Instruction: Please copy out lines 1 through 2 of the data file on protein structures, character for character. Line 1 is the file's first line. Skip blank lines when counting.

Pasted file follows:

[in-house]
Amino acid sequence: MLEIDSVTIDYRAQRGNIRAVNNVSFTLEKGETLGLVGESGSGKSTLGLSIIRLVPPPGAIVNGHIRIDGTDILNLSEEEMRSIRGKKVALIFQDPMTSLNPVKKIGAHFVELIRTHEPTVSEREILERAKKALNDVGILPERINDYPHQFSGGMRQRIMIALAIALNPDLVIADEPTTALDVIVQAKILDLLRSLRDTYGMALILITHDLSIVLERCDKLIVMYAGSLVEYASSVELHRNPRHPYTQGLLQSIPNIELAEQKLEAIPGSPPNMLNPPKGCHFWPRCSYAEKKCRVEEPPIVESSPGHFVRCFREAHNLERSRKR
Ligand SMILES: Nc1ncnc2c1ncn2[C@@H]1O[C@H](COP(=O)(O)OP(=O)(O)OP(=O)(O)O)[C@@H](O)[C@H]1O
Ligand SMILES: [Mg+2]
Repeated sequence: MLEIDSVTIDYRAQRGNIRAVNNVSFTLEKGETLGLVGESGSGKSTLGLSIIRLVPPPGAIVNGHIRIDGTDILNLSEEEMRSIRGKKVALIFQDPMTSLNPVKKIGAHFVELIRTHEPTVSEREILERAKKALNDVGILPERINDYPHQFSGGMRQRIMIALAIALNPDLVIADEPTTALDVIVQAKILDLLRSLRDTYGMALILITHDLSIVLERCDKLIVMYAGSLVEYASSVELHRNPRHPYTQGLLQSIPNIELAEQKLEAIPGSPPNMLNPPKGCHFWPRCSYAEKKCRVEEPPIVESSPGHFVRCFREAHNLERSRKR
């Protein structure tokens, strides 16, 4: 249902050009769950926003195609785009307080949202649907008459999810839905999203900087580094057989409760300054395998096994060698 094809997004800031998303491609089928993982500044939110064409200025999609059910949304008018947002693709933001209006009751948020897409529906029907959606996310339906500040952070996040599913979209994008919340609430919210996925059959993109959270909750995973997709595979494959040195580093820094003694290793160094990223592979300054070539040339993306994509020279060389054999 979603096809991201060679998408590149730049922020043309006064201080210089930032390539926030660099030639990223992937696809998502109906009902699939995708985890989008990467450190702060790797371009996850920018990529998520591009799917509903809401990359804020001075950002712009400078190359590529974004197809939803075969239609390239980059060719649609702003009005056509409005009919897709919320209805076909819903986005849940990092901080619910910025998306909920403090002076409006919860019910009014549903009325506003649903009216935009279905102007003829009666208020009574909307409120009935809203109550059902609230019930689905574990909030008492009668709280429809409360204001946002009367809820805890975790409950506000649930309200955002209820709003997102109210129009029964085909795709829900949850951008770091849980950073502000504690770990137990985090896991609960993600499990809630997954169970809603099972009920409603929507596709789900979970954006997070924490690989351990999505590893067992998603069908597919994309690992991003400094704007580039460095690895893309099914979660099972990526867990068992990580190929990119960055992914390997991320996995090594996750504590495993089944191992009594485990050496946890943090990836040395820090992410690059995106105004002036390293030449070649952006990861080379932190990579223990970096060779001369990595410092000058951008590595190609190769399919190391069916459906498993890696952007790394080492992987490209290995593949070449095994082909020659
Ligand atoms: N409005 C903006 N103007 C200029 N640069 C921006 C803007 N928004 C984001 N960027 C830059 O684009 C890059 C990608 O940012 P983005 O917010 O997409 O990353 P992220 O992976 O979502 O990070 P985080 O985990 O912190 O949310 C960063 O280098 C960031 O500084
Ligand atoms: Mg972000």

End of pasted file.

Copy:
[in-house]
Amino acid sequence: MLEIDSVTIDYRAQRGNIRAVNNVSFTLEKGETLGLVGESGSGKSTLGLSIIRLVPPPGAIVNGHIRIDGTDILNLSEEEMRSIRGKKVALIFQDPMTSLNPVKKIGAHFVELIRTHEPTVSEREILERAKKALNDVGILPERINDYPHQFSGGMRQRIMIALAIALNPDLVIADEPTTALDVIVQAKILDLLRSLRDTYGMALILITHDLSIVLERCDKLIVMYAGSLVEYASSVELHRNPRHPYTQGLLQSIPNIELAEQKLEAIPGSPPNMLNPPKGCHFWPRCSYAEKKCRVEEPPIVESSPGHFVRCFREAHNLERSRKR